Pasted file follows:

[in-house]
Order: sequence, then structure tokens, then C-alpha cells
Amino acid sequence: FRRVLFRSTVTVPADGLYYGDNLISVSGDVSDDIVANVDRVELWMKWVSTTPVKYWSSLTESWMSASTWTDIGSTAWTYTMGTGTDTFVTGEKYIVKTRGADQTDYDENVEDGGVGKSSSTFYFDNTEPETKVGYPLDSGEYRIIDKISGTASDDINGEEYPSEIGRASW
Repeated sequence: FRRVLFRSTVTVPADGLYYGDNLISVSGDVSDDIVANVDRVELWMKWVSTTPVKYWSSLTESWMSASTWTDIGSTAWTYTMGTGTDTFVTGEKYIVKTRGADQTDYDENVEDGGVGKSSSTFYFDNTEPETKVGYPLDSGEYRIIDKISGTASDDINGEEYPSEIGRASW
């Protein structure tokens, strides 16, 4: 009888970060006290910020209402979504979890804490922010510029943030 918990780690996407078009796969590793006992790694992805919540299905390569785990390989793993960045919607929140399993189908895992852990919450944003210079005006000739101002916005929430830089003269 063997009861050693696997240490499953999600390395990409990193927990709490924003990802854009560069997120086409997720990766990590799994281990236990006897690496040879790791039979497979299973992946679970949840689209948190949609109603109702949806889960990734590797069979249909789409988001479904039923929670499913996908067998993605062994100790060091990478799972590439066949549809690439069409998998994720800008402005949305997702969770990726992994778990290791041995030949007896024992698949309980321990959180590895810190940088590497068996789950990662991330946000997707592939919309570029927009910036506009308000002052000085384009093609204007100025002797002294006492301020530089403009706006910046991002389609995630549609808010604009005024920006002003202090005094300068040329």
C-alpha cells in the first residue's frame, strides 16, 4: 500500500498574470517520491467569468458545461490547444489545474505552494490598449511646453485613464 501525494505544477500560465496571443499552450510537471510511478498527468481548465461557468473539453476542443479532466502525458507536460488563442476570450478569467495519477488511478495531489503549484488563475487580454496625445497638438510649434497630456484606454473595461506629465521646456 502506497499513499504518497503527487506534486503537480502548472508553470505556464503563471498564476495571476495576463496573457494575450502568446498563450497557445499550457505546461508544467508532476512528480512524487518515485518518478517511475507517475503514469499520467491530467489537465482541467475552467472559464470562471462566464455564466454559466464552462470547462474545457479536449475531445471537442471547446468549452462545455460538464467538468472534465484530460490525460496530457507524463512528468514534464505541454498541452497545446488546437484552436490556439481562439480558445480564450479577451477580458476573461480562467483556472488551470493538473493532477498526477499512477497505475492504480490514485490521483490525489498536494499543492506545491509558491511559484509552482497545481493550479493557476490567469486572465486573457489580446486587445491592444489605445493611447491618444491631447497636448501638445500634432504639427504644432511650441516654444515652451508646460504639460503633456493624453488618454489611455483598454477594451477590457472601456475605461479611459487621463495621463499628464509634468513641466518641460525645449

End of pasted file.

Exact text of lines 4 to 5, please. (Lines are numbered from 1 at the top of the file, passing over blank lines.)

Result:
Repeated sequence: FRRVLFRSTVTVPADGLYYGDNLISVSGDVSDDIVANVDRVELWMKWVSTTPVKYWSSLTESWMSASTWTDIGSTAWTYTMGTGTDTFVTGEKYIVKTRGADQTDYDENVEDGGVGKSSSTFYFDNTEPETKVGYPLDSGEYRIIDKISGTASDDINGEEYPSEIGRASW
């Protein structure tokens, strides 16, 4: 009888970060006290910020209402979504979890804490922010510029943030 918990780690996407078009796969590793006992790694992805919540299905390569785990390989793993960045919607929140399993189908895992852990919450944003210079005006000739101002916005929430830089003269 063997009861050693696997240490499953999600390395990409990193927990709490924003990802854009560069997120086409997720990766990590799994281990236990006897690496040879790791039979497979299973992946679970949840689209948190949609109603109702949806889960990734590797069979249909789409988001479904039923929670499913996908067998993605062994100790060091990478799972590439066949549809690439069409998998994720800008402005949305997702969770990726992994778990290791041995030949007896024992698949309980321990959180590895810190940088590497068996789950990662991330946000997707592939919309570029927009910036506009308000002052000085384009093609204007100025002797002294006492301020530089403009706006910046991002389609995630549609808010604009005024920006002003202090005094300068040329």